Los Angeles-based artist Matthew Monahan (American, born 1972) works in a variety of media, including drawing, painting, printmaking, and sculpture, often assembling all these media and modes into singular three-dimensional works of art. A graduate of Cooper Union School of Art in New York City and the intensive independent artist training program, De Ateliers, in Amsterdam, Monahan has been an integral part of a prominent new generation of artists living and working in Los Angeles that includes Aaron Curry, Thomas Houseago, Elliott Hundley, and Lara Schnitger among its cohort. His work is widely recognized for having reimagined and revivified the genre of figurative sculpture, often suggesting ancient sources from the art historical and literary past yet contending with Modernism and speaking to the present human condition. This exhibition celebrates the recent gifts to the Nasher of five important works by Monahan.
Monahan’s sculptures also reconsider traditional elements of museum presentation as evocative aspects of the work of art. Recalling the work of Constantin Brancusi (French, born Romania, 1876–1957), Monahan’s assemblages incorporate their supports—open boxes supporting figures, or pedestals made of drywall over wood frames, some clad in sheets of glass strapped to them—as integral parts of the work of art.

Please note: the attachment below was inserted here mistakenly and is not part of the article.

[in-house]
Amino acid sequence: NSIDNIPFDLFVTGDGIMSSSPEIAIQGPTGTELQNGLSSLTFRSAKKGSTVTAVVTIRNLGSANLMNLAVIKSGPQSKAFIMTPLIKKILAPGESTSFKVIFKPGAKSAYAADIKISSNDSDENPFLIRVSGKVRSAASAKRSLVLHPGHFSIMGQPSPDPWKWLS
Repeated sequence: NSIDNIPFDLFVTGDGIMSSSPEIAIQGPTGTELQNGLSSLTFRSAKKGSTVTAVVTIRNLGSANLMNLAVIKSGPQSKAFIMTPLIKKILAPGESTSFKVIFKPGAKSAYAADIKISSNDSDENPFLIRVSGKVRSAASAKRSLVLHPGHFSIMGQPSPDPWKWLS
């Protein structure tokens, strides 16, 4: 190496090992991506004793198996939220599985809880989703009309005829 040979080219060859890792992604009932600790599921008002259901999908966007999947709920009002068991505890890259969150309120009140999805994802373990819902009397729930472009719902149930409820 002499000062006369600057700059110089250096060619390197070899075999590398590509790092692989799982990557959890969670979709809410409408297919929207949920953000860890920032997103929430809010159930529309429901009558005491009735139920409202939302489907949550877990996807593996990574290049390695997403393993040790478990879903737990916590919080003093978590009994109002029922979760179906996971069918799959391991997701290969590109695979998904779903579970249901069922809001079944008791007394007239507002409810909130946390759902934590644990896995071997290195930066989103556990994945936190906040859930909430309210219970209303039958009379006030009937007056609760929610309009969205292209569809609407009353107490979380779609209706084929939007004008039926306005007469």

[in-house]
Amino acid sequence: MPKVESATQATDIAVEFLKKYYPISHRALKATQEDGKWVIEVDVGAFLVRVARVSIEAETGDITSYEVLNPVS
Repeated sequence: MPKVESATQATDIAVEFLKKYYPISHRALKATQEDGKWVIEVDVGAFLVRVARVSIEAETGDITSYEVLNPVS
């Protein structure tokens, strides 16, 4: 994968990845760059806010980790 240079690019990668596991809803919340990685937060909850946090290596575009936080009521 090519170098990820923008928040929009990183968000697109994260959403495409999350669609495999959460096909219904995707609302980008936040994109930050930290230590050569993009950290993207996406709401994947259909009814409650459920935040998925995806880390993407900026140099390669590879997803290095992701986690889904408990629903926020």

Although the recent gifts on view here are the first works of the artist to enter the Nasher Collection, Monahan’s work is not new to the Nasher Sculpture Center. His sculpture played a prominent role in the exhibition, Statuesque, presented in the Nasher Garden in 2011. Last year, however, the Nasher received several extraordinary gifts of important work by Monahan from collectors across the country. Such impressive largesse was due in part to the Nasher’s reputation as a leading museum uniquely dedicated to modern and contemporary sculpture, but also to our Director Jeremy Strick’s early support of Monahan’s career: the Museum of Contemporary Art, Los Angeles (MOCA LA), mounted Monahan’s first solo museum presentation in 2007 when Strick was the director there. Comprising five sculptures (one a promised gift not shown here) and one drawing, the gifts to the Nasher represent different phases in the artist’s career, from important early breakthroughs to large-scale assemblages. Each of the works connects with the others and with numerous objects by other artists also represented in the Nasher Collection.